More details from the forthcoming GAO report on the status of Iraq emerged Wednesday. (I first posted about the pending GAO report on Tuesday.) The realistic and sobering GAO assessment will run head-on into the Petraeus - Crocker Happy-talk Express™ that is scheduled to pull into the station the following week.
The release of the report should put the Petraeus testimony the following week under a harsh light, and he should expect his positions to be challenged, especially when he makes the inevitable claims of "progress."
"Overall," the report concludes, "key legislation has not been passed, violence remains high, and it is unclear whether the Iraqi government will spend $10 billion in reconstruction funds," as promised. While it makes no policy recommendations, the draft suggests that future administration assessments "would be more useful" if they backed up their judgments with more details and "provided data on broader measures of violence from all relevant U.S. agencies."
A draft of the report was provided to the Washington Post by a government official who is concerned that the pessimistic conclusions that the report draws would be diluted and spun in the final version. A valid concern, given the "softening" that last weeks NIE was subjected to before it was released.
The GAO report was mandated in the Iraq Supplemental legislation that was passed in May. The May Supplemental set a high bar, requiring an up-or-down determination on whether each benchmark has been met. Applying that standard, the GAO determined that only three of eighteen benchmarks have been met - two security and one political. On the political front, the report finds that steps have been taken to safeguard the rights of minority political parties, but it also emphasizes that further political progress (overturning de-baatification, constitutional reform, an oil sharing law) is stalled by the boycott of the Cabinet. Without a quorum, legislation can not be sent to parliament for consideration by the full body; and without the seventeen Cabinet members that are boycotting the government, a quorum is not possible. In fact, in an internal GAO assessment this month, the GAO found that "this boycott ends any claim by the Shi'ite-dominated coalition to be a government of national unity."
(Here I feel I must take the opportunity to remind you that the White House insisted in July that there was significant progress on eight of the benchmarks in question.)
The report actually contradicts the Bush Administration's happy talk about violence being down as a result of the Surge™. The report emphasizes that "The average number of daily attacks against civilians remained about the same over the last six months; 25 in February versus 26 in July."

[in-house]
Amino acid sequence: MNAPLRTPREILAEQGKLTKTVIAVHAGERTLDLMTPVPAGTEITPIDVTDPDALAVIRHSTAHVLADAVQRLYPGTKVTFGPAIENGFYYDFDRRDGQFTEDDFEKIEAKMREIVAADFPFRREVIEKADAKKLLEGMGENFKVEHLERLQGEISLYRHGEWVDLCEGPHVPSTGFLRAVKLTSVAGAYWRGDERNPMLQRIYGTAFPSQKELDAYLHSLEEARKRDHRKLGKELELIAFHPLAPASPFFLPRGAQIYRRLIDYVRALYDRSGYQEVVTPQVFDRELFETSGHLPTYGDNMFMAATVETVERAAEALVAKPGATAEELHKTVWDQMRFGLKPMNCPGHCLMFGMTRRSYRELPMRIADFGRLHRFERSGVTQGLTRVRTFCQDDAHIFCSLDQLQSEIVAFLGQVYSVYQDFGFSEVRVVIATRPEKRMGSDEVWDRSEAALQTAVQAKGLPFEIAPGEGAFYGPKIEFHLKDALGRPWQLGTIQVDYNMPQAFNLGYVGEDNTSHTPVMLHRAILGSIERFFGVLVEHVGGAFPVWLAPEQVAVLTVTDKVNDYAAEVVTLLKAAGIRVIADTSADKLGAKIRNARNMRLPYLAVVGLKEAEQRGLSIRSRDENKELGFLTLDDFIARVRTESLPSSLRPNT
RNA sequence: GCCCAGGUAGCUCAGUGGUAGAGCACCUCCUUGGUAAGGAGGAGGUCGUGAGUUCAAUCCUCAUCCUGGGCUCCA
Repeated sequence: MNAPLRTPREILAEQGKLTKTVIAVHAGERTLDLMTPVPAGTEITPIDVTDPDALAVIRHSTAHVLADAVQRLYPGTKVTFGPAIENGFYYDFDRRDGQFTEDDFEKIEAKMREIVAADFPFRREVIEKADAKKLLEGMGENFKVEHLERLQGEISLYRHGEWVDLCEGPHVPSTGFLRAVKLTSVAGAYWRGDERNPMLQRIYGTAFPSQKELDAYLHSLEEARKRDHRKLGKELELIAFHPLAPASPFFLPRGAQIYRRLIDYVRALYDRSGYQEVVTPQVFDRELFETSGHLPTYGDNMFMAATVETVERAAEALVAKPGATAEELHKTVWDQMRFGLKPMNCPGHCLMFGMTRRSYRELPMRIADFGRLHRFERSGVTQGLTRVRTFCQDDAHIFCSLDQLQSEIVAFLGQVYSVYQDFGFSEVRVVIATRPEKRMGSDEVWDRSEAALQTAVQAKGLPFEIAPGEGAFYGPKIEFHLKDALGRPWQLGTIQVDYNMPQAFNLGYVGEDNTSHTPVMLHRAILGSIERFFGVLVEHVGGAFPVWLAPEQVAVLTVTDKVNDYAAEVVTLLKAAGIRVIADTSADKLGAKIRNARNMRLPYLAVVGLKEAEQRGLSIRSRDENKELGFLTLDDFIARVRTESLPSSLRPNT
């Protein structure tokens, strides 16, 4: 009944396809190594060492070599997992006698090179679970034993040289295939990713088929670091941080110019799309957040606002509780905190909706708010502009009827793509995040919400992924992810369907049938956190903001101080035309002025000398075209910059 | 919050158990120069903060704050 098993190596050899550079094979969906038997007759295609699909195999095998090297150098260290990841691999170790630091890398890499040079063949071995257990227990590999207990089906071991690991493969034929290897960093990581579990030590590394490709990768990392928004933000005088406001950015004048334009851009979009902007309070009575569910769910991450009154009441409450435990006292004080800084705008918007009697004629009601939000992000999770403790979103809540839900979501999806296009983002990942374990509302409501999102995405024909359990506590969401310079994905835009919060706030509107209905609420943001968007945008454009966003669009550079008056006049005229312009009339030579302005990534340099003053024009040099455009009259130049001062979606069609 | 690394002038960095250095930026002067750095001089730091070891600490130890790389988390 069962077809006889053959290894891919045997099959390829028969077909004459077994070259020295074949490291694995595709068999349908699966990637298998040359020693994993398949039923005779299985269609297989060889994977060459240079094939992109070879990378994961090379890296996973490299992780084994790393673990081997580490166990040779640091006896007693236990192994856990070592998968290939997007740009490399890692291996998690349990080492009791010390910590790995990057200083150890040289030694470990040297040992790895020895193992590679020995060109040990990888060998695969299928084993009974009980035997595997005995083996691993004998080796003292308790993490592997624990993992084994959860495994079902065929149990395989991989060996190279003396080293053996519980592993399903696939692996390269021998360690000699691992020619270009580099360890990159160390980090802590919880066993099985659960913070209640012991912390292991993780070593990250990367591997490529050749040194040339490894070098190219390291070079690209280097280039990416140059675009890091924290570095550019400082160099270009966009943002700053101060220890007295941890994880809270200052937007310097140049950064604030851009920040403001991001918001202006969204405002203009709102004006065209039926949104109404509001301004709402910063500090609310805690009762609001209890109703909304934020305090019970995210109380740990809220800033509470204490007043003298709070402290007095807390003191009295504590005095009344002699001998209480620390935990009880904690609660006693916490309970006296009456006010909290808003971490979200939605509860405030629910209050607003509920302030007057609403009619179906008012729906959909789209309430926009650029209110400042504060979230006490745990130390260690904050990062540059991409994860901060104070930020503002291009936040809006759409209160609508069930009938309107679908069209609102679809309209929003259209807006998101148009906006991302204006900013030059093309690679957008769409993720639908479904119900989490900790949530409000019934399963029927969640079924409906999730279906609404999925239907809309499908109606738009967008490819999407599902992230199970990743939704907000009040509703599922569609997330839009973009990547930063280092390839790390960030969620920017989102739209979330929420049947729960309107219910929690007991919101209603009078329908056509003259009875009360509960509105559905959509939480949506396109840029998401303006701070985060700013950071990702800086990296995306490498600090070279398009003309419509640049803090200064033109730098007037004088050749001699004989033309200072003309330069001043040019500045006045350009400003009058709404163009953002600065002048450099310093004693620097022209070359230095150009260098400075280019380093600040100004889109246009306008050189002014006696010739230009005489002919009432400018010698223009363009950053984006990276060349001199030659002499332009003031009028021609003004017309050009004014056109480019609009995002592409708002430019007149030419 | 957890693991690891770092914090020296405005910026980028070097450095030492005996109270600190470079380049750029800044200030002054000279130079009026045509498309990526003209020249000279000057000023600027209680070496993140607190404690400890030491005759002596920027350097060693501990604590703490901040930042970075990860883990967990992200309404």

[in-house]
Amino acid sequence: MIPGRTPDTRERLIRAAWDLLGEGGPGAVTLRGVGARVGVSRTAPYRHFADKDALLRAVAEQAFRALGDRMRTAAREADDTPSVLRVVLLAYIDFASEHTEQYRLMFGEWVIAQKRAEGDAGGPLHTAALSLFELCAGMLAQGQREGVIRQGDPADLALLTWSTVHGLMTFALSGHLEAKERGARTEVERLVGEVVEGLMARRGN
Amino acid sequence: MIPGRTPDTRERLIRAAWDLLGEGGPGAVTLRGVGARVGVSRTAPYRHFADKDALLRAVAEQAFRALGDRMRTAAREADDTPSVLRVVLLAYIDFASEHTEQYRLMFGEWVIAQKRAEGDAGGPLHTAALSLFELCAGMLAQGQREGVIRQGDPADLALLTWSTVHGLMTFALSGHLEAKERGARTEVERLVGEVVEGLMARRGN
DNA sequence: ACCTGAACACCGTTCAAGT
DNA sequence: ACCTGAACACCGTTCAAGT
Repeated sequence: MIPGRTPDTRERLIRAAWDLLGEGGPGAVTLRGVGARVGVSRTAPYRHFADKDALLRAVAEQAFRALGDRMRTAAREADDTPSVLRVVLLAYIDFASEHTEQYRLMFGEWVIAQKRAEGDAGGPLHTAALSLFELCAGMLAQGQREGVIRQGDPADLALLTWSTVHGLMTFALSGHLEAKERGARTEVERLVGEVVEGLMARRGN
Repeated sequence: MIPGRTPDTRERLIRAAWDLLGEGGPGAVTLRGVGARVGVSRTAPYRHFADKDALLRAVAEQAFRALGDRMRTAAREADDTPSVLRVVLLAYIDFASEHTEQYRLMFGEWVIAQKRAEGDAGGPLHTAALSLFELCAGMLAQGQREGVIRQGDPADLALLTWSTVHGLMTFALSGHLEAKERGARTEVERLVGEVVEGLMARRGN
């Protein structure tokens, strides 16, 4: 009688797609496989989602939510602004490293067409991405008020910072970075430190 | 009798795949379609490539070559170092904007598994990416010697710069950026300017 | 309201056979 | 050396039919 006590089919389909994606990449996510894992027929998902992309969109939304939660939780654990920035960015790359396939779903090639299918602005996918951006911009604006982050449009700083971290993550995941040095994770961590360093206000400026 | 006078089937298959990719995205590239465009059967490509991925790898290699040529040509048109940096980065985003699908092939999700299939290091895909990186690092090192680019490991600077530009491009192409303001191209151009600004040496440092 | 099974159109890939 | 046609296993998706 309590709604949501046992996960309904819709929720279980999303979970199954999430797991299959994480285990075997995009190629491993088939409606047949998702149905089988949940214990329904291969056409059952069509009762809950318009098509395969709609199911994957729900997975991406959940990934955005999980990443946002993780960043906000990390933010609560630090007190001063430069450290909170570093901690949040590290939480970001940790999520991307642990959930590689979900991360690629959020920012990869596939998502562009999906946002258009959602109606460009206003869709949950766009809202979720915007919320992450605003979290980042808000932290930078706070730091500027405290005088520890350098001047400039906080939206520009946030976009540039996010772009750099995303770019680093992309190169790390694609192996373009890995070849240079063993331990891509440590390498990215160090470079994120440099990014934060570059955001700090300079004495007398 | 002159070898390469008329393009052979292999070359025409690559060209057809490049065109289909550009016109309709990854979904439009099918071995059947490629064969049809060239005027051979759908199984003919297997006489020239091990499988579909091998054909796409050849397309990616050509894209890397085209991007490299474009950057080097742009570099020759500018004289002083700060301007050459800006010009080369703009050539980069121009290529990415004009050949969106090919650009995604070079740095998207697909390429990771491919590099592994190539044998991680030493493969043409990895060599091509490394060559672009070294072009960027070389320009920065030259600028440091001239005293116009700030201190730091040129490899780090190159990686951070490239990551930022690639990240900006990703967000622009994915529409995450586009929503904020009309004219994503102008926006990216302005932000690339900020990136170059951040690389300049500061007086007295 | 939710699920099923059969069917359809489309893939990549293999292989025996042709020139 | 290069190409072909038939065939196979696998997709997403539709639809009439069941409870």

The GAO holds the Iraqi Security Forces up to a more realistic measuring stick than the administrations July assessment, and the Iraqi forces come up short. The number of Iraqi units able to operate independently has declined from ten in March to just six last month. Additionally, the GAO found that the Iraqi army is plagued by "performance problems" and "[S]ome army units sent to Baghdad have mixed loyalties, and some have had ties to Shiia militias making it difficult to target Shiia extremist networks." It also found that the Iraqi government interfers with military operations for political purposes, and that this results "in some operations being based on sectarian interests."
The findings of the GAO run counter to the trope peddled by Lt. Gen. Ray "any day now we'll turn a corner" Odierno who earlier in the month said "[A]lthough we still have a ways to go, Iraqi security forces are making significant, tangible improvements."
Odierno's sunny assessments are offset by the sober assessment of Lt. Gen. James Dubik, commander of the U.S. troops training and advising Iraqi army and police units, who, in a news conference with reporters in Baghdad yesterday stated flatly that "[the] problems that the military commanders and the minister of defense have here in generating the Iraqi army are very significant, and they shouldn't be taken lightly." (Nor should they be, one presumes, played down for political reasons.)
Still, Odierno's seeming cluelessness is actually somewhat understandable. (Honest!) In closing, I will let Alex, from Army of Dude explain the cognitive dissonance:
In the last month of the deployment, on one of our few days off, we risked our lives so the Army, at some level, could throw a rose colored lens onto a news camera for the benefit of...I don’t know who.
Later on that day, a two star general got on our truck to be escorted back to the base. The captains and colonels around him talked about how Diyala was really shaping up and that Baqubah would be a shining example of the surge in no time, thanks in part by the 1920s! This was great for me to see and hear, because I finally got it. It took me fifteen months, but my epiphany was complete. Generals see Iraq in a unique way for two reasons. One, they take the word of anyone under them, which will almost always be positive no matter what. I doubt many have the guts to tell a general that things aren’t going exactly as planned. And two, they view Iraq in quick spurts with over-the-top security measures. I took a picture of the mob next to the deputy prime minister’s SUV, and there was an entourage of no less than fifteen American and Iraqi soldiers in a span of ten feet. Needless to say, the two star was well protected. We’ve walked the most dangerous streets on planet earth with less people. Surprise, some of us have a different perspective on the way this country is going.